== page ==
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Bioethics in the Lutheran Tradition

  • Paul Nelson
Chapter
Part of the Bioethics Yearbook book series (BIYB, volume 1)

Abstract

What do Lutherans say about issues in biomedical ethics? How do they approach such questions? Is there a distinctively Lutheran perspective on bioethics? This report addresses these questions with respect to the teachings and policies of the major Lutheran churches in the United States. Readers are cautioned against the assumption that positions taken by the churches necessarily represent a consensus, or even the majority view, among those approximately ten million Americans who call themselves Lutherans. One should realize, also, that these official teachings are expressions of the views of bureaucratic departments, committees, commissions, and ultimately church conventions, in which the influence, and even more the control, of confessionally Lutheran theology is greatly attenuated by other considerations. It is not uncommon to find prominent Lutheran theologians and ethicists in vigorous dissent from the “official” positions of their churches. While it is not possible to survey the writings of individual Lutherans within the Yearbook’s allotted pages (except when their work was published by the churches as study material), some of them do appear in the notes.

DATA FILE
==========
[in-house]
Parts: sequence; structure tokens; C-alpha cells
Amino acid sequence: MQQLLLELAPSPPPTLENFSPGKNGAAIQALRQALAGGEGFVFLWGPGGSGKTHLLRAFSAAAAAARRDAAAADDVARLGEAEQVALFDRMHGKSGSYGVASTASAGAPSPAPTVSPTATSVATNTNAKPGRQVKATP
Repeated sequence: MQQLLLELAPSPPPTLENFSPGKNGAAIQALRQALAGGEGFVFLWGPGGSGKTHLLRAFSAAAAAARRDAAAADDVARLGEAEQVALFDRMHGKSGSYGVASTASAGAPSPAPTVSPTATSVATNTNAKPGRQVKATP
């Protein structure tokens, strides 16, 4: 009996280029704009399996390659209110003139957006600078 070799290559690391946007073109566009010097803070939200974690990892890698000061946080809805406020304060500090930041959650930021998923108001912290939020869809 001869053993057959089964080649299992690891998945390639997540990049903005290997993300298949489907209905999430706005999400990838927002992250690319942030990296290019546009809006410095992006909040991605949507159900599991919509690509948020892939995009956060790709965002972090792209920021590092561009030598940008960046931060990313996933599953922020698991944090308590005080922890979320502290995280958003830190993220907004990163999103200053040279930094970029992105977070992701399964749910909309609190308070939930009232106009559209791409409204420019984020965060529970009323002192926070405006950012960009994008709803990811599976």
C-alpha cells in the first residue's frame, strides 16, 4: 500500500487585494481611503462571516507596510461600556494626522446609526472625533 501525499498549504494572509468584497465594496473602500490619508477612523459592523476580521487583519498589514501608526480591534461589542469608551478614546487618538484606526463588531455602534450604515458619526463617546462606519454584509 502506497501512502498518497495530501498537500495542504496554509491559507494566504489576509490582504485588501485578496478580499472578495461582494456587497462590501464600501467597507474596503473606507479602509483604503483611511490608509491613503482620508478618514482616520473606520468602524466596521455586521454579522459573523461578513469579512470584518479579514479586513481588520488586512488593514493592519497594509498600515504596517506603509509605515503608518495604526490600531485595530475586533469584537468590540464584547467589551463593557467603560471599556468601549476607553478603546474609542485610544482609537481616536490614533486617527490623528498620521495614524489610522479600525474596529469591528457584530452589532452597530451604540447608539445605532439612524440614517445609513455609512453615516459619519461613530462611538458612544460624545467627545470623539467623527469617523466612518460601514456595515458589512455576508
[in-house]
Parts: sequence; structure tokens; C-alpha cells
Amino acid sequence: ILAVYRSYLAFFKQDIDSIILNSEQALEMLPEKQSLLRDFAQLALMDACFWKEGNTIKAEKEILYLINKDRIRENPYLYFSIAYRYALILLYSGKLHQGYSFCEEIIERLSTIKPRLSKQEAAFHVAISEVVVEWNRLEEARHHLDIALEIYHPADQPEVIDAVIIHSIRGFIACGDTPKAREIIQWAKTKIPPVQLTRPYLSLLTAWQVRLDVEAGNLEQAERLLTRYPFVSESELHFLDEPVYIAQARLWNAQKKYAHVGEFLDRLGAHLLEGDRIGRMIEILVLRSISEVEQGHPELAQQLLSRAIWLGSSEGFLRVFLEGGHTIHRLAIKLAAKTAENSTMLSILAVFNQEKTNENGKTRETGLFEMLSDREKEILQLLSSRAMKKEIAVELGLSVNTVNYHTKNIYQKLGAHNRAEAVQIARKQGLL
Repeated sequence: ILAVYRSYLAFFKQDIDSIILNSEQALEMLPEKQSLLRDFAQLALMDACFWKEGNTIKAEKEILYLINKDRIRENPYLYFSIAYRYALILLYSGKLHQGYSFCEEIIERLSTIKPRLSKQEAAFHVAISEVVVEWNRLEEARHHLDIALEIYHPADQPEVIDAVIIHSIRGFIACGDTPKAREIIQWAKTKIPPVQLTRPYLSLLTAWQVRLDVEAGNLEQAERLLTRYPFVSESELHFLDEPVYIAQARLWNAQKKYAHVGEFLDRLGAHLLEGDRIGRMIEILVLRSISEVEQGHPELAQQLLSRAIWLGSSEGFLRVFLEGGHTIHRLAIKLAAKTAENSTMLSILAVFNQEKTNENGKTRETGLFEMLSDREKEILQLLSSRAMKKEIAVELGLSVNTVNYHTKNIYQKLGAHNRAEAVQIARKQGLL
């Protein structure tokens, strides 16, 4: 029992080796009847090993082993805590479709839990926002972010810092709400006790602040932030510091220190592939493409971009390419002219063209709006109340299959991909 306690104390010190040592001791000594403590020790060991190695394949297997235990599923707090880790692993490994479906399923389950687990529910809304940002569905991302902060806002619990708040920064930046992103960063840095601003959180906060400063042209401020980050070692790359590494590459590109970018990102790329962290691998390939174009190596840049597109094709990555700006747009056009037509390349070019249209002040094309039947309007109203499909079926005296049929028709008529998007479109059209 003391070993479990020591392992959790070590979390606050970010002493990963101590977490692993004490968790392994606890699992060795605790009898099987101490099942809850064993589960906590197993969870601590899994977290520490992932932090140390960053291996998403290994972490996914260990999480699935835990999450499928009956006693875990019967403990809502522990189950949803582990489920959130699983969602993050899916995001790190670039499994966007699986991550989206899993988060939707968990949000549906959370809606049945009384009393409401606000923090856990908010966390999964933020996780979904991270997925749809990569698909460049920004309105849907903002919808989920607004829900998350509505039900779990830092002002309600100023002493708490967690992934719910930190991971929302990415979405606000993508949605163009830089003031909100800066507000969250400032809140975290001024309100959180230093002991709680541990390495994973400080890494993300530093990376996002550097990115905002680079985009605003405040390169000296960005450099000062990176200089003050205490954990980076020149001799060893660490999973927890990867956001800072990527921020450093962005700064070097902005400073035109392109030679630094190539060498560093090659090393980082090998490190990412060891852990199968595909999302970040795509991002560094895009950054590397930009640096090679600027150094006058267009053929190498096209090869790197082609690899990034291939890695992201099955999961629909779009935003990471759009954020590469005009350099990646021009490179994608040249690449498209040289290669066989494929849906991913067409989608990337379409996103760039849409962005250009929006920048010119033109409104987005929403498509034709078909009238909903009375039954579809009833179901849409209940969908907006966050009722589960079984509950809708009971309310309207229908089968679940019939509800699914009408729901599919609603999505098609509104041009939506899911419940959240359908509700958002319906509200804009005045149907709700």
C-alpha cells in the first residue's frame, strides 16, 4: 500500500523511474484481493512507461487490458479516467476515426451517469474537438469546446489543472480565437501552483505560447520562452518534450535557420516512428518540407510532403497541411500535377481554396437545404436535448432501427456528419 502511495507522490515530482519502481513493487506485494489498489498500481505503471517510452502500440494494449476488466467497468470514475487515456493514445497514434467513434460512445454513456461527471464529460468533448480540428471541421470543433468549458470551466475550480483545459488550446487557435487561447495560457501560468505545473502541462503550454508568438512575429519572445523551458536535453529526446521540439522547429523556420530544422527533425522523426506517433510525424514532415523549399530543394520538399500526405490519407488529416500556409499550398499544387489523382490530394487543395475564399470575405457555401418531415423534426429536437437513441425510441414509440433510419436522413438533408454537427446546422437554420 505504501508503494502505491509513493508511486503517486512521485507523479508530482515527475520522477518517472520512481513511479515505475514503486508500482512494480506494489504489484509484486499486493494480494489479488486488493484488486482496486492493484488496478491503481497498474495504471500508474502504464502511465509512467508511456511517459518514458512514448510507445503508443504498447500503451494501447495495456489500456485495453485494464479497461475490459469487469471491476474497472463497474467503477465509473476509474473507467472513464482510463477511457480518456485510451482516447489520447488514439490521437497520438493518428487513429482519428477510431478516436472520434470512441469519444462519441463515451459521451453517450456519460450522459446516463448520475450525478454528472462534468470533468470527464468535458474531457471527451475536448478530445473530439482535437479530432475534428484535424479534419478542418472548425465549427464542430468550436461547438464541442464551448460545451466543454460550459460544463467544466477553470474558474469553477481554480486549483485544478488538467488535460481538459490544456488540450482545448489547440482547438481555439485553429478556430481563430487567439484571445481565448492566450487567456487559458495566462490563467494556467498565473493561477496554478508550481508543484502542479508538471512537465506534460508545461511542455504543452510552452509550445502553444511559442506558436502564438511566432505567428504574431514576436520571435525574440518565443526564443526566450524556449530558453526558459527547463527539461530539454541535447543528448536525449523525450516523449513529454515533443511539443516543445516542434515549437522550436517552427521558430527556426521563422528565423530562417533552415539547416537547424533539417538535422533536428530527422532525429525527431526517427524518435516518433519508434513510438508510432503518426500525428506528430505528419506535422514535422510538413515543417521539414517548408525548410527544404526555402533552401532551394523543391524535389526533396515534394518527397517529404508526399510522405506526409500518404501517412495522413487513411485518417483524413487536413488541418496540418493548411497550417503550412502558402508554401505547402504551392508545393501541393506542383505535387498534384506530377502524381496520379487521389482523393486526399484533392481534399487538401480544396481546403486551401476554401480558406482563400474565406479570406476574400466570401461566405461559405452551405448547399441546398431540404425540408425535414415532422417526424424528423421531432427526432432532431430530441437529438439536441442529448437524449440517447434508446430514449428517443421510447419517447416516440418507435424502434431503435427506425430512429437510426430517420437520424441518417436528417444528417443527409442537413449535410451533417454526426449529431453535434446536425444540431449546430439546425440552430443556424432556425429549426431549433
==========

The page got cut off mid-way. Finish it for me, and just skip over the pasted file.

Keywords

Social Statement Artificial Insemination Active Euthanasia Christian Ethic Good Conscience 
These keywords were added by machine and not by the authors. This process is experimental and the keywords may be updated as the learning algorithm improves.

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Copyright information

© Springer Science+Business Media Dordrecht 1991

Authors and Affiliations

  • Paul Nelson
    • 1
  1. 1.Wittenberg UniversitySpringfieldUSA

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